Watch margin debt as tech giants keeps powering S&P 500
The S&P 500 index continues to barrel higher, setting fresh peaks as it does so. The American benchmark has advanced for seven straight months, its best run without a loss since its 10-month romp between April 2017 and January 2018, even if some of the market technicals have not convinced everyone.
As this column noted last month, the small-cap Russell 2000 index and the Dow Jones Transportation index have yet to set fresh peaks, to imply the current advance lacks the breadth that provides confidence in the foundations of the upward move.
In this context it is interesting to note the first dip in US margin debt since February 2020, just as the pandemic hit and investor confidence quickly drained away.
Margin debt is the amount of money an investor borrows from their broker via a margin account to buy shares (or even short sell them).
This looks smart when markets are rising (as the investor or trader can get more exposure) but looks less clever when markets are falling. Indeed, falling asset prices can force so-called margin calls where the investor or trader must start repaying the loan – and sometimes they must sell other positions to fund that repayment, creating a negative feedback loop in markets.
This first dip in margin debt must be watched, especially in light of Securities and Exchange Commission queries about regulatory filings from the investment platform Robinhood and questions about its business model and whether payment for order flow is appropriate.
It remains to be seen whether this dampens some of the liquidity flow which has done so much to elevate certain sections of the US stock market but it may be no coincidence that what looked like some of the frothier areas have started to flag.
HOT AND COLD
Whether trading losses are sparking a slight decrease in risk appetite or whether a more cautionary approach (perhaps considering Federal Reserve reverse repo operations and talk of tapering) is lessening demand for initial public offerings, cash shells known as SPACs and growth and tech stocks is hard to divine.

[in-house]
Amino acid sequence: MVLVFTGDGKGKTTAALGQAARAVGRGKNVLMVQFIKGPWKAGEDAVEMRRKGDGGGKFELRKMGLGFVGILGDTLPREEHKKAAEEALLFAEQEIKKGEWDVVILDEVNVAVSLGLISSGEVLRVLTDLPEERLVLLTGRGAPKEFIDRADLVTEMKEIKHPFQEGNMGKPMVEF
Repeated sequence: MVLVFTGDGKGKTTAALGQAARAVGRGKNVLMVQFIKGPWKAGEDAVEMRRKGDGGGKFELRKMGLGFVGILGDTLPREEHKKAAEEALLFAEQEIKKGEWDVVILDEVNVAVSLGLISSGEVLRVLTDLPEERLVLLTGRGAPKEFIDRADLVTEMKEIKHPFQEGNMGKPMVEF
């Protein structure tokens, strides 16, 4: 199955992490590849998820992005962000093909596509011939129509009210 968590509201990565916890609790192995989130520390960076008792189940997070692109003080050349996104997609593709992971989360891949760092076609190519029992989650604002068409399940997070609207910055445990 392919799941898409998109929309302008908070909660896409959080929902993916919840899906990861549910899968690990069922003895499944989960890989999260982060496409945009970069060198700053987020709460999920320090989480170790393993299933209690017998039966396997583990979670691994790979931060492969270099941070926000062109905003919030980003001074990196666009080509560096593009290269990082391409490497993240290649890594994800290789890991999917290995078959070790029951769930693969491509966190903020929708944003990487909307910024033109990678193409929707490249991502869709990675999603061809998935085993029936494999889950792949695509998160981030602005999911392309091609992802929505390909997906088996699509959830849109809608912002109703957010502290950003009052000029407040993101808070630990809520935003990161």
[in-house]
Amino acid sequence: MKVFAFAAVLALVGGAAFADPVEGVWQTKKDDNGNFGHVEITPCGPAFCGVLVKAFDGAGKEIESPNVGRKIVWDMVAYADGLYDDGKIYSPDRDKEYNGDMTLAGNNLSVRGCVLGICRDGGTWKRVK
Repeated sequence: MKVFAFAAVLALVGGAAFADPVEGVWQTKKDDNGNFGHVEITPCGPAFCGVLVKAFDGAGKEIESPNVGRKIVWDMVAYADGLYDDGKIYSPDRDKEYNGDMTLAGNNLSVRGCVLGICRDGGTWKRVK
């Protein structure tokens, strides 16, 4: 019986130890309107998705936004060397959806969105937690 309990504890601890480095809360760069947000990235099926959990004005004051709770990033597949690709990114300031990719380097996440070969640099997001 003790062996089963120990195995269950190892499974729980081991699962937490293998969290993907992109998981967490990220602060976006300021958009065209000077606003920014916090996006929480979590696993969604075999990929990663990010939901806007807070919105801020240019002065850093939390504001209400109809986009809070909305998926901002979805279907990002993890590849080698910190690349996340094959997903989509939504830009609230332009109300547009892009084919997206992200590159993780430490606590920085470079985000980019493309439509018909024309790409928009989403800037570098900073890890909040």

But what is clear is that some of the hottest areas of the US market are showing some sign of cooling.
New market entrants have started to lose their appeal, judging by the performance of the Renaissance IPO ETF and Renaissance International IPO ETF. The former is currently tracking the performance of 72 American new floats, the latter 62 global ones.
The International vehicle may be suffering owing to its 44% weighting toward China and the US-oriented version is at least trying to claw back lost ground.
Enthusiasm for cash shells set up to acquire what they fancy is also waning. The Next Gen Defiance SPAC Derived ETF, which tracks a basket of nearly 300 SPACs is down by more than a third from its high.
This is perhaps less of a surprise when you consider the data from SPACinsider.com which shows how 308 SPACs are looking for a target even though 263 have already floated. In the end, supply may be outstripping demand.
Even Cathie Wood’s ARK Innovation ETF, the darling of growth and momentum-seekers, has found the going to be a bit tougher of late. The $22 billion behemoth, whose biggest holdings are Tesla, Teladoc and Roku, trades a fifth below its high (although supporters will counter that it is up by a quarter from its spring lows).
None of this is conclusive and the attempted rallies in the ARK Innovation ETF and the Renaissance IPO ETF could yet signal the next upward surge in US equities. Investors would do well to keep an eye on them and trends on the monthly margin debt figure from FINRA as useful indicators of market sentiment.
Yet for the US market to really roll-over its leaders must falter. And in fairness there is little sign yet of investors falling out of love with Facebook, Apple, Amazon, Netflix, Google’s parent Alphabet and Microsoft.
Their aggregate $9.8 trillion market cap is the equivalent of more than three times that of the FTSE 100 and they represent a quarter of the S&P 500’s value between them. If the S&P is to stumble, these names will have to do so.
Spotting what could cause that is the hard bit, such is their dominance, and in the absence of regulation it may take a jump in interest rates or a wider, unexpected shock to prompt investors to sell such core holdings, just as happened with the oil price shock and inflation in 1973-74.
This did for the previously unassailable ‘Nifty Fifty’, an informal designation for 50 popular large-cap stocks in the 1960s and 1970s.